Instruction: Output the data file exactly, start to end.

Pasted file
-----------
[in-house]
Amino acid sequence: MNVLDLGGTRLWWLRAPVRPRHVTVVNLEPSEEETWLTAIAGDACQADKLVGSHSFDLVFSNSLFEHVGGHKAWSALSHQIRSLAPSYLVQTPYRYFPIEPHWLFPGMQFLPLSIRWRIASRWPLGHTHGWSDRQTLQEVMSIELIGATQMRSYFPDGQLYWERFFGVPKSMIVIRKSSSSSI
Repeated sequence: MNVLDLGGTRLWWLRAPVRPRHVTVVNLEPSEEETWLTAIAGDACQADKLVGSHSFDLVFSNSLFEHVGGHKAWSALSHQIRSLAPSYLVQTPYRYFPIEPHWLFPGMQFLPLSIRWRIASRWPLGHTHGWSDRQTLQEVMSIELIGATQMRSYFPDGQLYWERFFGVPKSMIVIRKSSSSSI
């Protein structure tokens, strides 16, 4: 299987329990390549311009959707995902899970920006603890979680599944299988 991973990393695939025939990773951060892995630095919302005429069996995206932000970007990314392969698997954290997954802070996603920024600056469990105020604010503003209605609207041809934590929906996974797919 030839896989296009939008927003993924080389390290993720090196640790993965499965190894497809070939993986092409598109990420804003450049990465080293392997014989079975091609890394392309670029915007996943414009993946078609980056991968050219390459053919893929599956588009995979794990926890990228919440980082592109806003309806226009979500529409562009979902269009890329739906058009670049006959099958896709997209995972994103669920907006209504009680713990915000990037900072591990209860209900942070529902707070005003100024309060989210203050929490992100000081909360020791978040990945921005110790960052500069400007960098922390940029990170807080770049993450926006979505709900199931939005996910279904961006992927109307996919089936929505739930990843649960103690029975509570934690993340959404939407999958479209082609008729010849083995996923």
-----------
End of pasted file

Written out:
[in-house]
Amino acid sequence: MNVLDLGGTRLWWLRAPVRPRHVTVVNLEPSEEETWLTAIAGDACQADKLVGSHSFDLVFSNSLFEHVGGHKAWSALSHQIRSLAPSYLVQTPYRYFPIEPHWLFPGMQFLPLSIRWRIASRWPLGHTHGWSDRQTLQEVMSIELIGATQMRSYFPDGQLYWERFFGVPKSMIVIRKSSSSSI
Repeated sequence: MNVLDLGGTRLWWLRAPVRPRHVTVVNLEPSEEETWLTAIAGDACQADKLVGSHSFDLVFSNSLFEHVGGHKAWSALSHQIRSLAPSYLVQTPYRYFPIEPHWLFPGMQFLPLSIRWRIASRWPLGHTHGWSDRQTLQEVMSIELIGATQMRSYFPDGQLYWERFFGVPKSMIVIRKSSSSSI
């Protein structure tokens, strides 16, 4: 299987329990390549311009959707995902899970920006603890979680599944299988 991973990393695939025939990773951060892995630095919302005429069996995206932000970007990314392969698997954290997954802070996603920024600056469990105020604010503003209605609207041809934590929906996974797919 030839896989296009939008927003993924080389390290993720090196640790993965499965190894497809070939993986092409598109990420804003450049990465080293392997014989079975091609890394392309670029915007996943414009993946078609980056991968050219390459053919893929599956588009995979794990926890990228919440980082592109806003309806226009979500529409562009979902269009890329739906058009670049006959099958896709997209995972994103669920907006209504009680713990915000990037900072591990209860209900942070529902707070005003100024309060989210203050929490992100000081909360020791978040990945921005110790960052500069400007960098922390940029990170807080770049993450926006979505709900199931939005996910279904961006992927109307996919089936929505739930990843649960103690029975509570934690993340959404939407999958479209082609008729010849083995996923």